It’s Bill Rapp, the Mortgage Viking here, and let me tell you about what the good ole boys on Walls Street are talking about today…
While there was a wide range of economic news, it was a quiet week for mortgage rates. Reaction to the inflation data, the election results, and the Fed meeting was minimal, and mortgage rates ended the week with little change.
The one significant surprise in this week’s economic news was Friday’s inflation data. The Producer Price Index (PPI) focuses on the increase in prices of “intermediate” goods used by companies to produce finished products. In October, PPI was 2.9% higher than a year, up from an annual rate of increase of 2.6% last month, and far above the consensus for a reading of just 2.5%.
While higher inflation is negative for mortgage rates, the PPI data is very volatile month to month, so investors placed little weight on the results for October. If a similar surge is seen in the less volatile Consumer Price Index (CPI) report released next week, the reaction likely will be much larger.
The midterm election results were in line with the scenario anticipated by investors and had little impact on mortgage rates. With control of the House switching to the Democrats and that of the Senate retained by the Republicans, investors expect that fewer major policy changes will be accomplished going forward. If this is the case, it may result in slower increases in government spending, which would reduce the amount of bond issuance needed to fund the budget deficit.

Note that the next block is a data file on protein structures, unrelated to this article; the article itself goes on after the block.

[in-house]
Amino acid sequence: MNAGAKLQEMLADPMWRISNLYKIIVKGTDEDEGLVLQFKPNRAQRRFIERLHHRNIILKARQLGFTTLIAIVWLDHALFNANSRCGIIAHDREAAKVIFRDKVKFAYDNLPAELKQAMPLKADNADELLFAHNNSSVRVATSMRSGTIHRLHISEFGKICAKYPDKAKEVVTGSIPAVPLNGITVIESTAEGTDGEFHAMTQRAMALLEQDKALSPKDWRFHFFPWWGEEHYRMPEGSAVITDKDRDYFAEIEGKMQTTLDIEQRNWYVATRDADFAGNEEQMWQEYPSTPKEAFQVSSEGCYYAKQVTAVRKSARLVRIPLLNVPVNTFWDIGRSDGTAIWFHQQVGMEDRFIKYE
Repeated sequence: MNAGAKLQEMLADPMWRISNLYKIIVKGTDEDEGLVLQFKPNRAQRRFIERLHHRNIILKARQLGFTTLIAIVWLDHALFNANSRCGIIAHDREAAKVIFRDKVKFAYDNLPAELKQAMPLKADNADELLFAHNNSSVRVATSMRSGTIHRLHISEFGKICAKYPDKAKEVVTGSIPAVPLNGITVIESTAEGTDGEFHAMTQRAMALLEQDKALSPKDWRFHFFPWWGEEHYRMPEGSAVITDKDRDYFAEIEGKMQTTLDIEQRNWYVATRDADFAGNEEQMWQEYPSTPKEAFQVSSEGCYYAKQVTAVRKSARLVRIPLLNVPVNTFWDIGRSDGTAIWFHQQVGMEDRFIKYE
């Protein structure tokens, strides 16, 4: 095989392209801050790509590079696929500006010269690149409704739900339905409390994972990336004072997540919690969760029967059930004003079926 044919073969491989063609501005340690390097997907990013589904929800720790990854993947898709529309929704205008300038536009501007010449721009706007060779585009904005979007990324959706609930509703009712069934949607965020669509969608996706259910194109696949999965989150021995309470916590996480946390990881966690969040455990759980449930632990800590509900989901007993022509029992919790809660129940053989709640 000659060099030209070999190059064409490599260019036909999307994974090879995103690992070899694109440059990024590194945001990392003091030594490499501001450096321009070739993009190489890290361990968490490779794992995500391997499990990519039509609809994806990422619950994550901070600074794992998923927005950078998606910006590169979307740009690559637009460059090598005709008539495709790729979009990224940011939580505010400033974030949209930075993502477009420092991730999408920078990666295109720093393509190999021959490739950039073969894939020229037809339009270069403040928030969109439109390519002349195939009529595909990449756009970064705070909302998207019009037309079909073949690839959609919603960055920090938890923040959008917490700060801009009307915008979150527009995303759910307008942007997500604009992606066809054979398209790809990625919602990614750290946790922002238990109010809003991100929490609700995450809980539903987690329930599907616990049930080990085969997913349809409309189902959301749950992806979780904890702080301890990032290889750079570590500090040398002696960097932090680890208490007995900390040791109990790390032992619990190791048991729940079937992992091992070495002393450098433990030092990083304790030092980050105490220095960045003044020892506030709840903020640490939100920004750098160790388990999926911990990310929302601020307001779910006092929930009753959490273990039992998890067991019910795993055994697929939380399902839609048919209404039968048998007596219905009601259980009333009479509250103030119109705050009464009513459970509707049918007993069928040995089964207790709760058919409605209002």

As expected, Thursday’s Fed meeting produced no increase in the federal funds rate and few changes in the language in the Fed statement. Fed officials emphasized sustained improvement in the labor market, while noting that growth in business investment “has moderated” in recent months. The main point of debate about the appropriate pace of future rates hikes continues to center on whether to move quickly in response to the tightening labor market or to proceed more slowly and wait to see if it leads to a pickup in inflation.
Looking ahead, the Consumer Price Index (CPI) will come out on Wednesday. CPI is a widely followed monthly inflation report that looks at the price change for goods and services. Retail Sales will be released on Thursday. Since consumer spending accounts for about 70% of all economic activity in the U.S., the retail sales data is a key indicator of growth. Mortgage markets will be closed on Monday in observance of Veterans Day.
Mortgage Rates flat 0.00
DOW rose 800
NASDAQ rose 75
10-Year Bond rose to 3.21%, up .04% since last Fri.
FN 15 3.50% (Nov) 99 22/32, down 5/32 since last Fri.
FN 30 4.50% (Dec) 101 31/32, down 11/32 since last Fri
Here is a link to the entire article: https://1sng5.ihouseelite.com/november-9th-weekly-market-update
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